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‘For’: Grieving for my people in Iran

For my grandfather, who spent his life longing to return; For all the tears and the mother’s cries
A woman in Istanbul holds up a drawing of Iranian Mahsa Amini during a protest against her death, Sunday, Oct. 2, 2022 (AP Photo/Emrah Gurel)
A woman in Istanbul holds up a drawing of Iranian Mahsa Amini during a protest against her death, Sunday, Oct. 2, 2022 (AP Photo/Emrah Gurel)

The past couple of weeks have been a tumultuous time for me since the protests erupted in Iran. To watch some of the images and videos coming out where innocent students are running for their life, teenage girls are being beaten by men, can break a soul.

There is a song that a Persian singer in Iran released called baraye, which means “for.” In the song, he recites a litany of things that have caused him to mourn for the people of Iran. It’s a beautiful song.

Here in Israel there is a festive atmosphere with the holiday of Sukkot quickly approaching. As I was making my own preparations, as a Persian Jew, I kept thinking about what my fellow countrymen are going through. I sat down and wrote this poem, also called “For,” where I share what makes me grieve for my people in Iran.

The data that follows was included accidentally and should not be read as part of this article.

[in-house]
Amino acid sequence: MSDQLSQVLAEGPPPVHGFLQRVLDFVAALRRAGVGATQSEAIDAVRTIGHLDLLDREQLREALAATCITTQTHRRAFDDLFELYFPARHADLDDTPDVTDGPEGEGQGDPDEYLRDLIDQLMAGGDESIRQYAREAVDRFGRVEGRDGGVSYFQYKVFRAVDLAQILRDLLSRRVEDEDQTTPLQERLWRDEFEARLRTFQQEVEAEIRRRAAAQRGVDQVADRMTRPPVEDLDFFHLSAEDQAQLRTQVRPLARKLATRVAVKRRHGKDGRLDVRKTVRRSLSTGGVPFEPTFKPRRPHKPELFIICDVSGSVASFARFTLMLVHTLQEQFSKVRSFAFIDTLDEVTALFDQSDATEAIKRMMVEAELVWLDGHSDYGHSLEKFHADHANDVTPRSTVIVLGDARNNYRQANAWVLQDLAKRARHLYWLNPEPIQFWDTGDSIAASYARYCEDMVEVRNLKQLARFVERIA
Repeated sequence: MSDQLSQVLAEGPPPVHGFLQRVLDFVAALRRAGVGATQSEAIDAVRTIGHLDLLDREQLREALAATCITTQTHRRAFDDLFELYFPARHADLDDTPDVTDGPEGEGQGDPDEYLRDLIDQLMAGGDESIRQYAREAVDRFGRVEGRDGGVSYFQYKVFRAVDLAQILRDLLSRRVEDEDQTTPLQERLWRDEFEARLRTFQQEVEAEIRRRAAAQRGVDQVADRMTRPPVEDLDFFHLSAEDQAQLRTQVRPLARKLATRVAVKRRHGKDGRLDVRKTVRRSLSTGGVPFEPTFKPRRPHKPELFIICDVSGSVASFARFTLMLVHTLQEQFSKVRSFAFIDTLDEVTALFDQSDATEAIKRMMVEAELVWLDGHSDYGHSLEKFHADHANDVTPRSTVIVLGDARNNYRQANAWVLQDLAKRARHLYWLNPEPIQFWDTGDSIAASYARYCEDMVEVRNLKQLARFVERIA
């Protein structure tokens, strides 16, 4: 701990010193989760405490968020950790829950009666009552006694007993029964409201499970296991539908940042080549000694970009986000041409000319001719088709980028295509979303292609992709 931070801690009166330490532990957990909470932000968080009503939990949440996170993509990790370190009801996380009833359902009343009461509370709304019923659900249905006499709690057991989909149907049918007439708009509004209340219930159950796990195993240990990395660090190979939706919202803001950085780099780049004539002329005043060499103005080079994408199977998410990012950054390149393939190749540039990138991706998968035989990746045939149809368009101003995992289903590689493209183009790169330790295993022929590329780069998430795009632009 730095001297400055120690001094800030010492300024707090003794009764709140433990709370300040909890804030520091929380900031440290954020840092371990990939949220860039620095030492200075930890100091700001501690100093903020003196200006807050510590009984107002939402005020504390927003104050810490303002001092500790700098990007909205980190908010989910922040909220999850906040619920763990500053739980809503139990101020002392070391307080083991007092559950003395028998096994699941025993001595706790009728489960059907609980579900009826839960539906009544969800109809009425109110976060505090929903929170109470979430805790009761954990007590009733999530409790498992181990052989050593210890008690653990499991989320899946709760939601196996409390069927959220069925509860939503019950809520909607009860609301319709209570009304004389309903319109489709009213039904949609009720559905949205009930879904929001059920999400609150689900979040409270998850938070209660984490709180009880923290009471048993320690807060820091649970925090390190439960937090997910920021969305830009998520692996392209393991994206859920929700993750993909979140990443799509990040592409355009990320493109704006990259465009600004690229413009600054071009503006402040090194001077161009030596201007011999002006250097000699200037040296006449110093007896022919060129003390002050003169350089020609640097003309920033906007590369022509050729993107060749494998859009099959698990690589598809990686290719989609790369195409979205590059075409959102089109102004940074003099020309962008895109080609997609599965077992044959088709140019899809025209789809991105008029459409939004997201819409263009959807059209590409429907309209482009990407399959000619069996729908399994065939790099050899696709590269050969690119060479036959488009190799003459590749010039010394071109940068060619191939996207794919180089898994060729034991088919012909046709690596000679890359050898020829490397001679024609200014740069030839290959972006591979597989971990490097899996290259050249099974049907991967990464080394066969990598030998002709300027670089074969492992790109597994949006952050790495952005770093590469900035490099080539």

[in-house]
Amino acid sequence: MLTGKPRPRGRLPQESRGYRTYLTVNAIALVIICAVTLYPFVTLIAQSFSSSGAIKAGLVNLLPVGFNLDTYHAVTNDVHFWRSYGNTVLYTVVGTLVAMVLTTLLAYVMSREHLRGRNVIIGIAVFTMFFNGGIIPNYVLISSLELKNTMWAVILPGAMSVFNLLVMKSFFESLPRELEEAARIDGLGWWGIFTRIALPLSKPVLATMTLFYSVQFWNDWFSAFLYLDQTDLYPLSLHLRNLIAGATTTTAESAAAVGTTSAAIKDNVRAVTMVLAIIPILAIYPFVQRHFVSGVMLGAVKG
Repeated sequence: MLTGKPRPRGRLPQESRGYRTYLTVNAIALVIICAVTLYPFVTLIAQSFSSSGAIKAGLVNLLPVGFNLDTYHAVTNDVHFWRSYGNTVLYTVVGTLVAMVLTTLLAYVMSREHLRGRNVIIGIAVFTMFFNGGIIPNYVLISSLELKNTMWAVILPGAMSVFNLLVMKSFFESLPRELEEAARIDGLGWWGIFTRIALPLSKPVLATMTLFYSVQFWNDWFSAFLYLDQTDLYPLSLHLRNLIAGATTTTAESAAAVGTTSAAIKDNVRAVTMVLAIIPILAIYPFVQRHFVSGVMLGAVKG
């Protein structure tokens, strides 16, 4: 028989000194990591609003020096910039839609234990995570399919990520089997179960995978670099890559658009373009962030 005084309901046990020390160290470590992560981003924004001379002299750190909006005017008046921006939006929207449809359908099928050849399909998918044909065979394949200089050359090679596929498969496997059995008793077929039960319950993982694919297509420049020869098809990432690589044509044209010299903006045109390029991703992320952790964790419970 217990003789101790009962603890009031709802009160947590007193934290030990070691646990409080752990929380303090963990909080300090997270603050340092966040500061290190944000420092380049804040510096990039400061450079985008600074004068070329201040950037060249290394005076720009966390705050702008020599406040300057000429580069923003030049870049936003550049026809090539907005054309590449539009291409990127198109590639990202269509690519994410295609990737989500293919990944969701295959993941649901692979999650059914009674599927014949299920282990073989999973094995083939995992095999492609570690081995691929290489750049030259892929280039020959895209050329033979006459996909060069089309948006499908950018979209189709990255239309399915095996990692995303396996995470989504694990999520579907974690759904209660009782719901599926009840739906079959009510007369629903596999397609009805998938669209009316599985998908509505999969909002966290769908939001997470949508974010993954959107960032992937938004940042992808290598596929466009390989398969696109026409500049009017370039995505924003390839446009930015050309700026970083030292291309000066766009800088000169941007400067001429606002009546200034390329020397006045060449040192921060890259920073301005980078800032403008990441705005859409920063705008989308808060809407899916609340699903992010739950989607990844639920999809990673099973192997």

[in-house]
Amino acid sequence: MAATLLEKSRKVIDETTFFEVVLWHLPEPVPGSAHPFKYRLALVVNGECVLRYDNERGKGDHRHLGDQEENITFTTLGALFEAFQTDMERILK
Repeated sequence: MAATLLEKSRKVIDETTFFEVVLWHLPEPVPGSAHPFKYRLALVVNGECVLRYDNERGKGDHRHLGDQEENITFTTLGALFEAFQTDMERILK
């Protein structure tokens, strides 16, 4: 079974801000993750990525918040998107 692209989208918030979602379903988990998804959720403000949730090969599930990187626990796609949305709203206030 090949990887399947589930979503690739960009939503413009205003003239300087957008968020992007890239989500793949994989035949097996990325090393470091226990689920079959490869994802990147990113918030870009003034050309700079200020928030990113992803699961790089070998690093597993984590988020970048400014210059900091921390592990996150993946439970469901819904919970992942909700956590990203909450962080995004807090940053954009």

For

For my grandfather, who spent his life longing to return to Iran
For my father, who dreams of visiting the city he grew up in, with his son

For my parents, who even after 40 years Iran never left their heart
For the 10 million who fled because they were torn apart

For all the blood that has been shed and spilled
For all the dreams that weren’t and never will

For all the pain and all the sighs
For all the tears and the mother’s cries

For all the men whose hopes have been shattered
For all the women whose’s bodies have been battered

For all the fathers who have seen the oppression of their daughters
For a people where an innocent act of protest can get them slaughtered

For an ancient nation who yearns to be free
But are denied even the God-given right to be

For all the people who will have to die in strife
Just for the next generation to have a life

For the vicious baton-wielding men
Who have become animals
For every strike they strike again and again

For the world who has lost the beauty of the Persian culture and mind
For the fact that we can’t rewind the hands of time to 1979

About the Author
Menachem Zaman resides in Jerusalem, Israel with his wife and two kids.
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